FIDE Handbook C. General Rules and Technical Recommendations for Tournaments / 04. FIDE Swiss Rules / C.04.5 FIDE-approved Accelerated Systems /
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FIDE Handbook
C. General Rules and Technical Recommendations for Tournaments / 04. FIDE Swiss Rules / C.04.5 FIDE-approved Accelerated Systems /

C.04.5 FIDE-approved Accelerated Systems

In Swiss tournaments with a wide range of (mostly reliable) playing strengths, the results of the first round(s) are usually quite predictable. In the first round, only a few percent of the games have a result other than "win to the stronger part". The same may happen again in round two. It can be shown that, in title tournaments, this can prevent players from achieving norms.

An accelerated pairing is a variation of Swiss pairings in which the first rounds are modified in such a way as to overcome the aforementioned weaknesses of the Swiss system, without compromising the reliability of the final rankings.

It is not appropriate to design an entirely new pairing system for acceleration, but rather design a system that works together with existing FIDE-defined pairing systems. This result is normally achieved by rearranging score brackets in some way that is not only dependent on the points that the players have scored. For instance, one of the possible methods is to add so-called "virtual points" to the score of some higher rated players (who are supposedly stronger) and henceforth build the score brackets based on the total score (real score + virtual points).

The following chapters will describe the methods that were statistically proven to accomplish the aforementioned goals. The Baku Acceleration Method is presented first, because it was the first that, through statistical analysis, was proven to be good and stable (and is also easy to explain).

Other accelerated methods may be added, as long as they can be proven, through statistical analysis, to get better results than already described methods or, if their effectiveness is comparable, to be simpler.

Unless explicitly specified otherwise, each described acceleration method is applicable to any Swiss Pairing System.

C.04.5.1 Baku Acceleration




The Baku Acceleration Method is applicable in any tournament where the standard scoring point system (one point for a win, half point for a draw) is used.


Initial Groups Division


Before the first round, the list of players to be paired (properly sorted) shall be split in two groups, GA and GB. The first group (GA) shall contain the first half of the players, rounded up to the nearest even number. The second group (GB) shall contain all the remaining players.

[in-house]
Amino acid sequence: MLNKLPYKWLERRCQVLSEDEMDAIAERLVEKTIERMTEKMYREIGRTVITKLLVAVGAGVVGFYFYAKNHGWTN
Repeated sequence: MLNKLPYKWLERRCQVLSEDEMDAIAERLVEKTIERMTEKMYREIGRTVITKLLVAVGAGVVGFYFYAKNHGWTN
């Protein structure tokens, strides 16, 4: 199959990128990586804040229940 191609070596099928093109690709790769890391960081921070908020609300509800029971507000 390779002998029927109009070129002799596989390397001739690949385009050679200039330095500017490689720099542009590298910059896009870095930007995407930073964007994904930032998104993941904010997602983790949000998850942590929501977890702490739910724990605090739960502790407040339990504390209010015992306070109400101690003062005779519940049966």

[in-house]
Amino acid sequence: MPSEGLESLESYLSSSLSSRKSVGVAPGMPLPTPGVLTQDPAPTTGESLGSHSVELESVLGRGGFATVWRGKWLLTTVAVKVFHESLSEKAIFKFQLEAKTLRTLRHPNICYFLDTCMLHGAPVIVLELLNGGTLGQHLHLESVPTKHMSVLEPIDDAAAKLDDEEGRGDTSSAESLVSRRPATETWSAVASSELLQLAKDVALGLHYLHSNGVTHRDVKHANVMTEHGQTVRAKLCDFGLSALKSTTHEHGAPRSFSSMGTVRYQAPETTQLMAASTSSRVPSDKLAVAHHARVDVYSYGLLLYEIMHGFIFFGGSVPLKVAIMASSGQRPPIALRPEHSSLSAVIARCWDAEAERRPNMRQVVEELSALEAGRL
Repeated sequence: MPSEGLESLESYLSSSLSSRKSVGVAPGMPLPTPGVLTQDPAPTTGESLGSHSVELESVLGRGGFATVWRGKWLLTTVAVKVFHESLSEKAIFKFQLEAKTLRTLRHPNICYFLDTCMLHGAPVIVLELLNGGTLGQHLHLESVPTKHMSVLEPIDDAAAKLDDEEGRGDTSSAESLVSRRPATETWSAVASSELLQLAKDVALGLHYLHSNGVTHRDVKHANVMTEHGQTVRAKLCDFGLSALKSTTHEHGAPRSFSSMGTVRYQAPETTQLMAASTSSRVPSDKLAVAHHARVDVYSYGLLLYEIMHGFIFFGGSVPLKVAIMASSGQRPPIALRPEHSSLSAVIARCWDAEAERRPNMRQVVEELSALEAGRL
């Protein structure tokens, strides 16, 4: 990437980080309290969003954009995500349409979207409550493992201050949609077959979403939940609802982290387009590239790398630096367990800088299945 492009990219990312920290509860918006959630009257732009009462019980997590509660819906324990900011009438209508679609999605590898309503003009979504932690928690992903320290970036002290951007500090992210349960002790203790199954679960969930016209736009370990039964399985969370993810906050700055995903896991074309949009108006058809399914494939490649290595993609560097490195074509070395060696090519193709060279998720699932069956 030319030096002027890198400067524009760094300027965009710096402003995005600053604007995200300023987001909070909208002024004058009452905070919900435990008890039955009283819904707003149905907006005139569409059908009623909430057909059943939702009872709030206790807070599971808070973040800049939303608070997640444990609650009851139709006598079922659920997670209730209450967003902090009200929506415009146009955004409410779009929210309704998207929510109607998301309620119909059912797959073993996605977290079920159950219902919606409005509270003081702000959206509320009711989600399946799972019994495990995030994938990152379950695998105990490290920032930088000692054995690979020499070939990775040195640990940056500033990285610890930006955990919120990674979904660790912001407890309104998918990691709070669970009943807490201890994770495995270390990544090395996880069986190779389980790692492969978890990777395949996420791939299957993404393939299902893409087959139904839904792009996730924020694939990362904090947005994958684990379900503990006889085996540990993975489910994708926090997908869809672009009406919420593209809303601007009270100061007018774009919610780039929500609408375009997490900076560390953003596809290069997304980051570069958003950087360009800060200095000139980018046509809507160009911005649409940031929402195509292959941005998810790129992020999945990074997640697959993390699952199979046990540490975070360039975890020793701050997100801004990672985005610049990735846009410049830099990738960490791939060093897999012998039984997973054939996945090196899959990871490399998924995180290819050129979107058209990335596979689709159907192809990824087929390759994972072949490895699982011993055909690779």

Note: for instance, if there are 161 players in the tournament, the nearest even number that comprises the first half of the players (i.e. 80.5) is 82. The formula 2 * Q (2 times Q), where Q is the number of players divided by 4 and rounded upwards, may be helpful in computing such number - that, besides being the number of GA players, is also the pairing number of the last GA player.


Late entries


If there are entries after the first round, those players shall be accommodated in the pairing list according to C.04.2.B/C (Initial Order/Late Entries).
The last GA-player shall be the same as in the previous round.

  Note 1:

In such circumstances, the pairing number of the last GA‑player may be different by the one set accordingly to Rule 2.

  Note 2:

After the first round, GA may contain an odd number of players.


Virtual points


The "accelerated rounds" are the ones in the first half (rounded up) of the tournament.
Before pairing the first half (rounded up) of the accelerated rounds, all the players in GA are assigned a number of points (called virtual points) equal to 1.

Such virtual points are reduced to 0.5 before pairing the remaining accelerated rounds.

Consequently, no virtual points are ever given to players in GB, or to any player after the last accelerated round has been played.



In a nine-round tournament, the accelerated rounds are five. The players in GA are assigned one virtual point in the first three rounds, and half virtual point in the next two rounds.


Pairing score


The pairing score of a player (i.e. the value used to define the scoregroups and internally sort them) is given by the sum of his standings points and the virtual points assigned to him.